Another expression that does not translate because the whole includes much more than its parts is salaryman. Because it has no counterpart in English, the word is now included in English language dictionaries. First of all, not all people who get salaries are salarymen. Although fixed amounts of money are paid monthly to many people including professors, electricians, teachers, and receptionists in doctors’ offices, none of these workers would be called salarymen. First of all, a salaryman should work for a company with generally recognized name value, what would be called “a major company” in the U.S.  A full-time worker in such a company may receive a relatively higher salary (but not necessarily), good benefits including housing and family allowances, and bragging rights. Just being able to say that he works for such and such a company is very important. Note that people do not use the word salaryman when they introduce themselves; that would be gauche. They say that they work for such and such a company, or rumors of their place of employment travel around their network of friends and relatives. Then these people say, “Ah, a salaryman.” In addition, a salaryman would be thought to have more responsibility than others, but he would not be part of company management. After World War II, they worked to increase trade with other countries, they were in charge of building Japan’s infrastructure, and they oversaw vast networks of retailing centers. They have been credited with the postwar economic miracle which is Japan and were celebrated in the long-running tv documentary Project X ~ Challengers. Finally, tourists often mention the fact that they see lights on in office buildings late into the night. That is the image of a salaryman, working on a big project and sacrificing his private life for the company. Salarymen were sometimes described as warriors, as they toiled for the sake of their companies and for Japan. A warrior, of course, is thought to give his all for his lord, forsaking family and leisure time. For many families, that was the reality; the breadwinner was never at home, while the housewife was left with the responsibility of caring for parents and children. Salaryman has been a word describing a work situation that Japanese created. It is interesting that when it formally entered the English language, its use began to wane. The world of Japanese business has moved on, and salarymen may become a historical concept in the near future.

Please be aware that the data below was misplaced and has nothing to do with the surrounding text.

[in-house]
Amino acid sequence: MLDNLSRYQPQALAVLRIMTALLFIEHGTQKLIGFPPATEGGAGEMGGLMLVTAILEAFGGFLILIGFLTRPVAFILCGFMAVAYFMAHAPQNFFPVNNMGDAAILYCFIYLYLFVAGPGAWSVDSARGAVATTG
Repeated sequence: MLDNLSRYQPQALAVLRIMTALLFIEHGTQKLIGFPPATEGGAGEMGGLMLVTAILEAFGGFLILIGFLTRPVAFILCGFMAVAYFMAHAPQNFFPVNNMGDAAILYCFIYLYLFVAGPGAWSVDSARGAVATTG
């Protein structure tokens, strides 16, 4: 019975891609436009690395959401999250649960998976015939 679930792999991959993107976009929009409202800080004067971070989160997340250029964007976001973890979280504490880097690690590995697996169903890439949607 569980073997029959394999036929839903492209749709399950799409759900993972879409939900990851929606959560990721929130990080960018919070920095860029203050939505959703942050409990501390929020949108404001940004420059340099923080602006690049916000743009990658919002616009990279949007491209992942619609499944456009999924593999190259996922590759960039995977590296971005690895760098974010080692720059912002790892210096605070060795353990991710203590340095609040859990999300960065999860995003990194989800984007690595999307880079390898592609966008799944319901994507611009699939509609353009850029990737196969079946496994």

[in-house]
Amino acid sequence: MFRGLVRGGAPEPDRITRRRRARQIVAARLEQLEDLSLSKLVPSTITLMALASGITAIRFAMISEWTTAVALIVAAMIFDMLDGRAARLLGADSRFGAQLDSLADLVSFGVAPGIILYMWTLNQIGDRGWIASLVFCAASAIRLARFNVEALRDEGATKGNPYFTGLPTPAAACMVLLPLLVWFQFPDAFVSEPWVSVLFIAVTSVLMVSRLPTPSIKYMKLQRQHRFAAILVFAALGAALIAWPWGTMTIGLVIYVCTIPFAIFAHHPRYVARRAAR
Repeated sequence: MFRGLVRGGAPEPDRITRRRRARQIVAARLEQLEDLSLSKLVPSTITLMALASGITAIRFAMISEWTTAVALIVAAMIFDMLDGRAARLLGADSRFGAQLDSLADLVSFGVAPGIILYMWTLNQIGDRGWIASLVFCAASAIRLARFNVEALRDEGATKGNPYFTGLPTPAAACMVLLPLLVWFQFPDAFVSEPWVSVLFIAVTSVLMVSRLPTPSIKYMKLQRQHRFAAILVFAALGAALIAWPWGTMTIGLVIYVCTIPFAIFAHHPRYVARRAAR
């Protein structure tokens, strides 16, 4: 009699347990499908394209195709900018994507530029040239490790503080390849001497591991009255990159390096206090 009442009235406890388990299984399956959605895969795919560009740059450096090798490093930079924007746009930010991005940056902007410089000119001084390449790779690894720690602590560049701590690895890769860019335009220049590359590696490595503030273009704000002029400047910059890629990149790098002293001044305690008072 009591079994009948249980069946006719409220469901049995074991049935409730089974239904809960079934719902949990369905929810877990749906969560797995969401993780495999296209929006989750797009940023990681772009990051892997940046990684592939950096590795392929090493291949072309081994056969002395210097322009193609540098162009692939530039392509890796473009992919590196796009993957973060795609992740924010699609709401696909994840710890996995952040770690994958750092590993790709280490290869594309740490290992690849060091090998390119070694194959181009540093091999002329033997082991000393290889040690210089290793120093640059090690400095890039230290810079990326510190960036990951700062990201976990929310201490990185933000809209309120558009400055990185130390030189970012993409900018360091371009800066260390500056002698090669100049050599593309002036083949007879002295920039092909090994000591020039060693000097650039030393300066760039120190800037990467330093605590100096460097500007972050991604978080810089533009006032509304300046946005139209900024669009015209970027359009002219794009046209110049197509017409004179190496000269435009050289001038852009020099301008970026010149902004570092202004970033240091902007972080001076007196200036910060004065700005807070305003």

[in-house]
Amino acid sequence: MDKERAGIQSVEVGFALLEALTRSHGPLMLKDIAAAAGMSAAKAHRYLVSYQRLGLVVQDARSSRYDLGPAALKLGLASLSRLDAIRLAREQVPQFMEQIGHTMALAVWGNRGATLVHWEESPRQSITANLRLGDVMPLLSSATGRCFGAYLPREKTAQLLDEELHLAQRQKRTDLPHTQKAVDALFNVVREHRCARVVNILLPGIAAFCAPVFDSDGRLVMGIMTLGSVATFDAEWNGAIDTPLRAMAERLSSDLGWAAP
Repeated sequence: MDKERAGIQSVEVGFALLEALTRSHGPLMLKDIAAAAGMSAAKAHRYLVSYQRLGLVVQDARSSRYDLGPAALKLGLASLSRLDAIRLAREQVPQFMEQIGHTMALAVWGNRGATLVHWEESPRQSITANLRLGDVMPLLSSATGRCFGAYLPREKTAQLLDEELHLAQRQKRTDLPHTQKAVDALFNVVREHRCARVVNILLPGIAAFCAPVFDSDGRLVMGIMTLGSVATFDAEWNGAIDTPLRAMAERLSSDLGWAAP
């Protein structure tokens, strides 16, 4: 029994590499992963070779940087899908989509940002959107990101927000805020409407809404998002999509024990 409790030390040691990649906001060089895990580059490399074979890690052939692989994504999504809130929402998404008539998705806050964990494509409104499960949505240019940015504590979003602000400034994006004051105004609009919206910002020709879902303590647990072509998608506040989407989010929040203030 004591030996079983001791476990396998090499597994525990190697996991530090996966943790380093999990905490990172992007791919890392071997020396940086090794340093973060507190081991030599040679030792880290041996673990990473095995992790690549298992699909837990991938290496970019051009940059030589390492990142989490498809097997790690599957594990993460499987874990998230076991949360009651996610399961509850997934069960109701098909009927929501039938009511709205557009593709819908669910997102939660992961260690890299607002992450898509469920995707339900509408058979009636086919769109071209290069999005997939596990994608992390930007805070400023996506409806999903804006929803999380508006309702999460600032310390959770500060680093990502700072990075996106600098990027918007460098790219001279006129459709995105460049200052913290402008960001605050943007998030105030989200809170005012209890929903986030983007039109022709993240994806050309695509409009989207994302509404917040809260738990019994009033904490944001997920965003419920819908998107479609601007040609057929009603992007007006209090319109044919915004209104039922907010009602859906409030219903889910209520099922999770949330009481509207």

Words and expressions made up by the Japanese can be heard everywhere in everyday conversations. A list of such words was compiled by an interested expat in Japan. The list includes “American coffee (weak coffee),” “cheer girl (cheerleader),” and “doctor stop (doctor’s recommendation not to do something).”[1] I would add “fried potatoes (French fries or fries),” “dead ball (hit by pitch),” and “slippy (a mispronunciation of slippery).” All Japanese people would know these words. Do you?


[1] Bullock, Ben. “What are those pseudo English words like salaryman?” sci.lang.japan. Web. July 10, 2019.


Jayna Tokie Tanaka(ジェイナ・トキエ・タナカ)